Run the following command:

cloudsplaining scan --exclusions-file exclusions.yml --input examples/files/example.json --output examples/files/

It will create an HTML report like this:

It will also create a raw JSON data file:

  • default-iam-results.json: This contains the raw JSON output of the report. You can use this data file for operating on the scan results for various purposes. For example, you could write a Python script that parses this data and opens up automated JIRA issues or Salesforce Work Items. An example entry is shown below. The full example can be viewed at examples/output/example-authz-details-results.json
{
    "example-authz-details": [
        {
            "AccountID": "012345678901",
            "ManagedBy": "Customer",
            "PolicyName": "InsecureUserPolicy",
            "Arn": "arn:aws:iam::012345678901:user/userwithlotsofpermissions",
            "ActionsCount": 2,
            "ServicesCount": 1,
            "Actions": [
                "s3:PutObject",
                "s3:PutObjectAcl"
            ],
            "Services": [
                "s3"
            ]
        }
    ]
}

See the examples/files folder for sample output.

Filtering False Positives

Resource constraints are best practice - especially for system roles/instance profiles - but sometimes, these are by design. For example, consider a situation where a custom IAM policy is used on an instance profile for an EC2 instance that provisions Terraform. In this case, broad permissions are design requirements - so we don't want to include these in the results.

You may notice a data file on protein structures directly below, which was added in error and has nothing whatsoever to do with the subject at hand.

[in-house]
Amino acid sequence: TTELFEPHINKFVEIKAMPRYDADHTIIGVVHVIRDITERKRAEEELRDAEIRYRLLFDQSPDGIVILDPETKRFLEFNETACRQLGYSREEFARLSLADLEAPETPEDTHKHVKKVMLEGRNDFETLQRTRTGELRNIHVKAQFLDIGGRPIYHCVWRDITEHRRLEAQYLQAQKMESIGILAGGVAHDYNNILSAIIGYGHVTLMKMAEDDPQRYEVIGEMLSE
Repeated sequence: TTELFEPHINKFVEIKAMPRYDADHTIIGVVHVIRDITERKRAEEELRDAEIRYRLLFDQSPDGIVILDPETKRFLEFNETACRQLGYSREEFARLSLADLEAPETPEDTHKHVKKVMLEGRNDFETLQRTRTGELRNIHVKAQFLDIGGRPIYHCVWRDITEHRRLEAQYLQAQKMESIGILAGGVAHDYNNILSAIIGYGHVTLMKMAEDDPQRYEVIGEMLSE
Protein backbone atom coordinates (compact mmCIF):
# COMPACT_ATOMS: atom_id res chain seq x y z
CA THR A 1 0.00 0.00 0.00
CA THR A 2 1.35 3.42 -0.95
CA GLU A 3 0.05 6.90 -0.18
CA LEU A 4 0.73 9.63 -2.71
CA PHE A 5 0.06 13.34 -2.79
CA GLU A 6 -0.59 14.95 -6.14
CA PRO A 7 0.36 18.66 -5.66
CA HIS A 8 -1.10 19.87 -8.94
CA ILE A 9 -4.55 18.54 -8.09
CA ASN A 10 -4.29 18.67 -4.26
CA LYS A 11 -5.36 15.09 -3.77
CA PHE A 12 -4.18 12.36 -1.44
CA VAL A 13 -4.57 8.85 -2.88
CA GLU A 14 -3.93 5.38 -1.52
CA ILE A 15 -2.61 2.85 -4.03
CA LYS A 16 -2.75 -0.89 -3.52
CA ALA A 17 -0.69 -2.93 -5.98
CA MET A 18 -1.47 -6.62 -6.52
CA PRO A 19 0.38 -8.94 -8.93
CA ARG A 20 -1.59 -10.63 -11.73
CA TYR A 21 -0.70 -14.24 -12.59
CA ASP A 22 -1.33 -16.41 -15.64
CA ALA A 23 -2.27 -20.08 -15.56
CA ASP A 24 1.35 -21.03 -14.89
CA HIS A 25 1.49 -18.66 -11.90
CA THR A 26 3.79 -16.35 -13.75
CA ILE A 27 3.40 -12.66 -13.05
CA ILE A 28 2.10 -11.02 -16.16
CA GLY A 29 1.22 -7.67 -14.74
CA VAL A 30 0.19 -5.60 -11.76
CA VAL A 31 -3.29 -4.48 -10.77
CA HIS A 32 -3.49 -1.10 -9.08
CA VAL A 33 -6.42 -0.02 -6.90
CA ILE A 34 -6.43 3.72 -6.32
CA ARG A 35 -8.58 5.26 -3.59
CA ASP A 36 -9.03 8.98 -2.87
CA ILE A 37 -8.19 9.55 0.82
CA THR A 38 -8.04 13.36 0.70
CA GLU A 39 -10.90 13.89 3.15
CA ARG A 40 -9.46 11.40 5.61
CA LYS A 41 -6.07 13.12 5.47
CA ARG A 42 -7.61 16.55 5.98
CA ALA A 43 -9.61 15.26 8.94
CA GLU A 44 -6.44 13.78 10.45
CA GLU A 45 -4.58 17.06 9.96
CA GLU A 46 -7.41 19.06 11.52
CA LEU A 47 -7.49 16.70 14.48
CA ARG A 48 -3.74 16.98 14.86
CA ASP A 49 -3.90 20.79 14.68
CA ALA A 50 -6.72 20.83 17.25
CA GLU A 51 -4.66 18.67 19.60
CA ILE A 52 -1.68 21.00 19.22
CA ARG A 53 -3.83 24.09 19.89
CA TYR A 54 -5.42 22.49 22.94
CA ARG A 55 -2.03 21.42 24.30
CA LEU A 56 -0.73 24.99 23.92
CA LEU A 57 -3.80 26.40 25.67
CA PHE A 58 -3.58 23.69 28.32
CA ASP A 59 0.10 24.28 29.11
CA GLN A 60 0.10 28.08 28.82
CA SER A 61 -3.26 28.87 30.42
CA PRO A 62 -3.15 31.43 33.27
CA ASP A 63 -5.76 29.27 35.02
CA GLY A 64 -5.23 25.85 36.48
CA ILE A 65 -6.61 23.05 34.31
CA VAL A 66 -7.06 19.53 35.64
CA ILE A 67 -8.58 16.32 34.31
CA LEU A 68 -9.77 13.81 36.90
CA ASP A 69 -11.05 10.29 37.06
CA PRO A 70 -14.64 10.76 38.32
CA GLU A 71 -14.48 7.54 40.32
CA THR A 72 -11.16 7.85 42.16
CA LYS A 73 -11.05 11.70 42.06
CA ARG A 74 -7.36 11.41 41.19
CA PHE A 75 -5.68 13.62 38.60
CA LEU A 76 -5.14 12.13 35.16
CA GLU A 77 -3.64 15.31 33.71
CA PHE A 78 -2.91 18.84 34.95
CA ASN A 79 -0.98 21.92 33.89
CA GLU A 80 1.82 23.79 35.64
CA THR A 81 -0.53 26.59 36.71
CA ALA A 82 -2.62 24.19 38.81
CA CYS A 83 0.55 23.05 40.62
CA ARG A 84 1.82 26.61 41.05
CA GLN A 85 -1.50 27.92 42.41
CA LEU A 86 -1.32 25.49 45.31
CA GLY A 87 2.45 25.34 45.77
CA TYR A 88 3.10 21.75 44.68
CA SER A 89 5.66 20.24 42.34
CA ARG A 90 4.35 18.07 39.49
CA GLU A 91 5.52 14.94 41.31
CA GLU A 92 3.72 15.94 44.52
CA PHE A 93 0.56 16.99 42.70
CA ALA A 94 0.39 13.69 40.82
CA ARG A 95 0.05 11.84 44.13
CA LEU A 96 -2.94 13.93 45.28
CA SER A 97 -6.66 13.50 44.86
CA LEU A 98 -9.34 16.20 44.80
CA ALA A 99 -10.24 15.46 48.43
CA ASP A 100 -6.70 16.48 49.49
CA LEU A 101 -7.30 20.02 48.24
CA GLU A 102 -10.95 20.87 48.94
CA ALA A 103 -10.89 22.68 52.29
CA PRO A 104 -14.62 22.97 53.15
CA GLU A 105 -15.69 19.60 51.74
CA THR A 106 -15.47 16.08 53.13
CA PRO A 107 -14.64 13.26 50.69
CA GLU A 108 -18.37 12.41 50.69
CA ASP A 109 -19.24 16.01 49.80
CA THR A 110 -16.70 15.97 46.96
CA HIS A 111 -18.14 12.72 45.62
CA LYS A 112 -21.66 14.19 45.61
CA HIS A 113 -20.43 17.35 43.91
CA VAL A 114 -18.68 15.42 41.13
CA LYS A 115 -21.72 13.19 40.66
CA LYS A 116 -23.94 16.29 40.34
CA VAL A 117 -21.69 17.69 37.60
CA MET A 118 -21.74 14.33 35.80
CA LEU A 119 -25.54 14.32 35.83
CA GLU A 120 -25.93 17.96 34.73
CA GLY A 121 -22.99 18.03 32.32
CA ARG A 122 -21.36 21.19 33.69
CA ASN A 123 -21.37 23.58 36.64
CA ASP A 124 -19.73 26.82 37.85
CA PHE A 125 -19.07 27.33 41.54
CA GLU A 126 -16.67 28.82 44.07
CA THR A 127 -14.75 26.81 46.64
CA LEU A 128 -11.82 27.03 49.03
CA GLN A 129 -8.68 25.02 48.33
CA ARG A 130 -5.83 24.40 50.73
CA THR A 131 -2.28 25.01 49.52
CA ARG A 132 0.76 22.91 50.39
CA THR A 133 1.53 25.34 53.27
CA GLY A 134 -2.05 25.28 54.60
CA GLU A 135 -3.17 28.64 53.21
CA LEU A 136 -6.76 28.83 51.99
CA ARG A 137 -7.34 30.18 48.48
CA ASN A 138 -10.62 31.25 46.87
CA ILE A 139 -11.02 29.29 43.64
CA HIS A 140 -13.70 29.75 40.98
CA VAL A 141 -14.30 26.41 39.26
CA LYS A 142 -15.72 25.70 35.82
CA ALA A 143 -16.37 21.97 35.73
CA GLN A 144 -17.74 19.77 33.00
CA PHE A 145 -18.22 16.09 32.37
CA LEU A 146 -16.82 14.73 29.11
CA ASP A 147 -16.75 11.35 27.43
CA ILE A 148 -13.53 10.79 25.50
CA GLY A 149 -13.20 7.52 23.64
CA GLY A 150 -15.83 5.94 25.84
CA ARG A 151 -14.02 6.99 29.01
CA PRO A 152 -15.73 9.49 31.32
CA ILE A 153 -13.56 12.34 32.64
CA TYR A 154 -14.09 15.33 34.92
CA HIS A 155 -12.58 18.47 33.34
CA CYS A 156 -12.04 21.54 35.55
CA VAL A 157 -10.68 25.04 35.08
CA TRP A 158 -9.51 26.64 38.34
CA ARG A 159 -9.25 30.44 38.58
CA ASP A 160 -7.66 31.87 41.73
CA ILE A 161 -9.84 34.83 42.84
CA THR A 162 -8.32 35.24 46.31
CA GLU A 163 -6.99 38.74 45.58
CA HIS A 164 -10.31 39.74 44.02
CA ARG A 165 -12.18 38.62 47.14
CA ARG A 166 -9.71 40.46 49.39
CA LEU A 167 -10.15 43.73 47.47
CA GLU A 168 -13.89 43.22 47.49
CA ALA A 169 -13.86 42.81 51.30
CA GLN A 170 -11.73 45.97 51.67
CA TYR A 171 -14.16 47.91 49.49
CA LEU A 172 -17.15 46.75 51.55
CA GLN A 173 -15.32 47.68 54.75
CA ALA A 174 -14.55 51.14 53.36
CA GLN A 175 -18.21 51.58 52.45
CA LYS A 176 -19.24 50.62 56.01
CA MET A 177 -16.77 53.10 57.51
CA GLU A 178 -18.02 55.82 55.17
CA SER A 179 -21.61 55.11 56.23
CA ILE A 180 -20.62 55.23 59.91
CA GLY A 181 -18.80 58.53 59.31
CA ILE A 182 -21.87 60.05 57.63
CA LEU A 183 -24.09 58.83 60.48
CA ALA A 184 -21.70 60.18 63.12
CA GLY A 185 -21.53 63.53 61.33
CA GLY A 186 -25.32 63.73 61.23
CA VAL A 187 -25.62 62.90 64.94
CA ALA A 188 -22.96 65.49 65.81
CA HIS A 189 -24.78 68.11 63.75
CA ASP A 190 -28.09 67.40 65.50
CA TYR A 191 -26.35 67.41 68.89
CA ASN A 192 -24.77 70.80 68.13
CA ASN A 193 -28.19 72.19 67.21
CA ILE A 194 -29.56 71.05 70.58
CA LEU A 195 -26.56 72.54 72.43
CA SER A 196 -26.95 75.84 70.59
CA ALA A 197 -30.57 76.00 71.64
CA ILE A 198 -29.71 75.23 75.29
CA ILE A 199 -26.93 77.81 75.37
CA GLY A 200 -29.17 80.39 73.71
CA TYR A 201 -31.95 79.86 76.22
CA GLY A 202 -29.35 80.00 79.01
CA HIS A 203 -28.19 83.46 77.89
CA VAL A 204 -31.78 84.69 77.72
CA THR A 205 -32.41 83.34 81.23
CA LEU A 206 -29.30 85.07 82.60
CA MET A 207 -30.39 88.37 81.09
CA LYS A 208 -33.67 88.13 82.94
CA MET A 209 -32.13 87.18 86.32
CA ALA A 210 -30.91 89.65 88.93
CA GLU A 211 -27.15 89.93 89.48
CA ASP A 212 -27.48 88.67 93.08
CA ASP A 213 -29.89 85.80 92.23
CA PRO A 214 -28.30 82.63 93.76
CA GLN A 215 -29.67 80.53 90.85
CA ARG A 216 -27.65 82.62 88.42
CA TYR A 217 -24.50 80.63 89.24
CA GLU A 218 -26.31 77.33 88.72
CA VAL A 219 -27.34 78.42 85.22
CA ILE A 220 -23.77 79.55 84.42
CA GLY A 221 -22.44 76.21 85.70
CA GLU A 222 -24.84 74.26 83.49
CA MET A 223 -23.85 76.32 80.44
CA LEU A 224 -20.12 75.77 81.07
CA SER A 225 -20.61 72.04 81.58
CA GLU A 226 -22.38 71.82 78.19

You can create an exclusions template via the following command:

cloudsplaining create-exclusions-file

This will generate a file in your current directory titled exclusions.yml.

The default exclusions file looks like this:

# Policy names to exclude from evaluation
# Suggestion: Add policies here that are known to be overly permissive by design, after you run the initial report.
policies:
  - "AWSServiceRoleFor*"
  - "*ServiceRolePolicy"
  - "*ServiceLinkedRolePolicy"
  - "AdministratorAccess" # Otherwise, this will take a long time
  - "service-role*"
  - "aws-service-role*"
# Don't evaluate these roles, users, or groups as part of the evaluation
roles:
  - "service-role*"
  - "aws-service-role*"
users:
  - ""
groups:
  - ""
# Read-only actions to include in the results, such as s3:GetObject
# By default, it includes Actions that could lead to Data Leaks
include-actions:
  - "s3:GetObject"
  - "ssm:GetParameter"
  - "ssm:GetParameters"
  - "ssm:GetParametersByPath"
  - "secretsmanager:GetSecretValue"
# Write actions to include from the results, such as kms:Decrypt
exclude-actions:
  - ""
  • Make any additions or modifications that you want.
  • Under policies, list the path of policy names that you want to exclude.
  • If you want to exclude a role titled MyRole, list MyRole or MyR* in the roles list.
  • You can follow the same approach for users and groups list.

Now when you run the scan command, you can use the exclusions file like this:

cloudsplaining scan --exclusions-file exclusions.yml --input examples/files/example.json --output examples/files/